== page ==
News / USA

Obama's Weak Poll Ratings Worry Democrats

Obama's Weak Poll Ratings Worry Democratsi
X
July 16, 2014 5:17 PM
2014 is a congressional election year in the United States, but many Democratic candidates appear determined to keep some political distance between themselves and President Barack Obama. Obama’s public approval rating is stuck at around 40 percent and that could hurt Democratic hopes to hold their majority in the Senate. VOA National correspondent Jim Malone has more from Washington.

VIDEO: In this congressional election year, many Democratic candidates appear determined to keep some political distance between themselves and President Barack Obama. VOA National correspondent Jim Malone has more from Washington.

In this U.S. congressional election year, it’s already clear that many Democratic candidates are determined to keep some political distance between themselves and President Barack Obama.

Obama’s public approval rating is stuck at around 40 percent, and many Democrats worry that could undermine their hopes to hold their majority in the Senate this year and prevent losses in the House of Representatives.

The president’s challenges abroad have grown in recent days, including violence in the Mideast and Iraq and an immigration crisis along the southern U.S. border.

But even as the immigration crisis dominates domestic headlines, the president has been squarely focused on the economy and trying to circumvent Republican attempts to block his agenda in Congress.

During a recent visit to Texas, Obama repeated his vow that he will take action where he can to break Washington’s political gridlock.  

“Whenever and wherever I have the power, the legal authority to help families like yours, even if Congress is not doing anything, I will take that opportunity.  I will try to make something happen," he said.

The president has also been dismissive of House Republican plans to sue him in federal court over his use of executive authority on a range of issues.  

“You hear some of them: 'Sue him!  Impeach him,' he said.  "Really?  Really?  For what?  You are going to sue me for doing my job?”

On the immigration issue, Republicans blame the president for not doing more to secure the southern U.S. border, including House Speaker John Boehner.  

“This is a problem of the president’s own making!  He’s been president for five-and-one-half years," he said. "When is he going to take responsibility for something?”

The president is also getting pressure from his political left and liberal Democrats like Congressman Luis Gutierrez of Illinois who want to ensure that young migrants from Central America are protected.

“I plan to support the president’s budget request, but we must make sure we do not short-circuit justice for the children," he said.

But the overarching problem for Democrats at the moment is the president’s poor poll ratings.  Historically, weak poll numbers for the president in a congressional election year spell trouble for the president’s party, says political analyst Charlie Cook.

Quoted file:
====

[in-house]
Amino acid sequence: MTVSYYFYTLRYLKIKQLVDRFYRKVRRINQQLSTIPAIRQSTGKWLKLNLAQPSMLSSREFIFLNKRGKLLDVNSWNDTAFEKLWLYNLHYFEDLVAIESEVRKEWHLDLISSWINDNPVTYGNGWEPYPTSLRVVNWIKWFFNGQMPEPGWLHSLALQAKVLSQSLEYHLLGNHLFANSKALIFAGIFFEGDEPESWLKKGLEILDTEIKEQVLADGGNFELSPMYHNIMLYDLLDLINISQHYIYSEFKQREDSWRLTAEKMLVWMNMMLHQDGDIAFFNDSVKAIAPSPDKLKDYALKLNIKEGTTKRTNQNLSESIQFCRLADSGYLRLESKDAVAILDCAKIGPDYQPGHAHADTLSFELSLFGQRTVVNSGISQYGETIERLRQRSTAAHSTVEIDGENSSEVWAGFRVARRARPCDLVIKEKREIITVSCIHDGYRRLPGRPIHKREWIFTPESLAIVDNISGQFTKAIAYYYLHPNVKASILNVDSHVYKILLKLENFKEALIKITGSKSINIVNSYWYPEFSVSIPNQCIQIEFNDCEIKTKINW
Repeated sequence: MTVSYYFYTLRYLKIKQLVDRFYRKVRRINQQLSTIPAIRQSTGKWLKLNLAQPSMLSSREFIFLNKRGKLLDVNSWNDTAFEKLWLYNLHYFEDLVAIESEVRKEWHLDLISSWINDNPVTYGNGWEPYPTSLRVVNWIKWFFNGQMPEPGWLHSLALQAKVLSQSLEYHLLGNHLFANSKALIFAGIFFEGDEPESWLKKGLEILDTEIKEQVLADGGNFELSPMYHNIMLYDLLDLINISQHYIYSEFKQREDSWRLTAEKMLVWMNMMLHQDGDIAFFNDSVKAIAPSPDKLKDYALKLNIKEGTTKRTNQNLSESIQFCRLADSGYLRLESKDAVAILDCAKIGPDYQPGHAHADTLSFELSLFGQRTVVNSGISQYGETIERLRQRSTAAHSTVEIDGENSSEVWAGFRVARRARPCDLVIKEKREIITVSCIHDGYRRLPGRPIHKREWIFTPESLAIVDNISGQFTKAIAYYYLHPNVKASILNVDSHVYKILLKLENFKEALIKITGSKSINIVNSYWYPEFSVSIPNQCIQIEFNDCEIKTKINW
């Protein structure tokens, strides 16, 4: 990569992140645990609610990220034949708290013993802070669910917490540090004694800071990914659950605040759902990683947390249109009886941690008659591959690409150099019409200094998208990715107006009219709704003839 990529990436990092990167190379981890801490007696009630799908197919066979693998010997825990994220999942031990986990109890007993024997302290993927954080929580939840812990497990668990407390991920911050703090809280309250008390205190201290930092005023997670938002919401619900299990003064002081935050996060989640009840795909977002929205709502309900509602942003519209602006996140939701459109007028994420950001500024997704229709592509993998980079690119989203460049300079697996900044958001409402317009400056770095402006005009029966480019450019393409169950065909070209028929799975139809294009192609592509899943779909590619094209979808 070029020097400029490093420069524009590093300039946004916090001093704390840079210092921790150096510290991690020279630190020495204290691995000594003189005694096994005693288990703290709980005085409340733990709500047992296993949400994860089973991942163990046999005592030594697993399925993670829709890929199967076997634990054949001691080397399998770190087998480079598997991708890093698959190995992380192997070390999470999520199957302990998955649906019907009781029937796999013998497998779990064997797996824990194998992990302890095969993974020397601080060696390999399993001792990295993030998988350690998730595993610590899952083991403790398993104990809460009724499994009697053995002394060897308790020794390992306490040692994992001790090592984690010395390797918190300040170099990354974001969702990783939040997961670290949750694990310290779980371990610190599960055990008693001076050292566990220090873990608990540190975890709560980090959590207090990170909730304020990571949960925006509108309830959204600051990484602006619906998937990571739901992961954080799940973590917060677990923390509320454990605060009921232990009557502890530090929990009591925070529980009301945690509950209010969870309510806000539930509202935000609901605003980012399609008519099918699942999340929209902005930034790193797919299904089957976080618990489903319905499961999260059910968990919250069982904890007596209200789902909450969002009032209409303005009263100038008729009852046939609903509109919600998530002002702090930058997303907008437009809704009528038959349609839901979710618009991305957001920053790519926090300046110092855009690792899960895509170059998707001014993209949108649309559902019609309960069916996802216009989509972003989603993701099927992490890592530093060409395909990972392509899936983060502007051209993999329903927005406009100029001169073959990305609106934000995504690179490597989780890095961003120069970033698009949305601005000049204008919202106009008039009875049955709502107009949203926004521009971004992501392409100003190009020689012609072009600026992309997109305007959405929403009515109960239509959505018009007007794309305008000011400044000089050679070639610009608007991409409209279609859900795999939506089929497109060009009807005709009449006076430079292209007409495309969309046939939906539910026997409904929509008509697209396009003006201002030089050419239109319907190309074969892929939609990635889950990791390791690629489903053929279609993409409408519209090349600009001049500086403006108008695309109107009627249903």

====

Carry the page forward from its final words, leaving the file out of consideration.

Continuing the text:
“Whenever you have a president and a midterm election where the president’s approval rating is well below 50 percent and whose disapproval ratings are above 50 percent, at or above 50 percent, it is a problem,” he said.

Republicans currently hold a majority in the House and need a gain of six seats to seize a majority in the Senate.  Republican control of both chambers in the president’s final two years in office would be a huge political obstacle for Obama. 

Political analyst John Fortier of the Bipartisan Policy Center in Washington says Republicans appear to be well on their way to making that happen.  

“They need six seats to take to make the majority, but they’ve got a good shot, at least a 50-50 shot, of taking the Senate and probably even gaining a few seats in the House,” he said.

Obama’s second term blues are in keeping with recent history, says Charlie Cook, noting recent setbacks for two-term presidents like George W. Bush, Bill Clinton and Ronald Reagan.  

“You get into years six, seven and eight and they kind of run out of gas and bad things typically happen,” he said.

Obama seems determined to turn that around as he keeps up an energetic schedule of speeches around the country aimed at energizing Democrats for the midterm election.  But even as the president slips into early campaign mode, it remains to be seen how many Democrats will welcome his help between now and November.

You May Like

Video British Fighters on Frontline of ISIS Information War

It’s estimated that several hundred British citizens are fighting for Islamic State alongside other foreign jihadists More

Pakistan's Political Turmoil Again Shines Spotlight on Military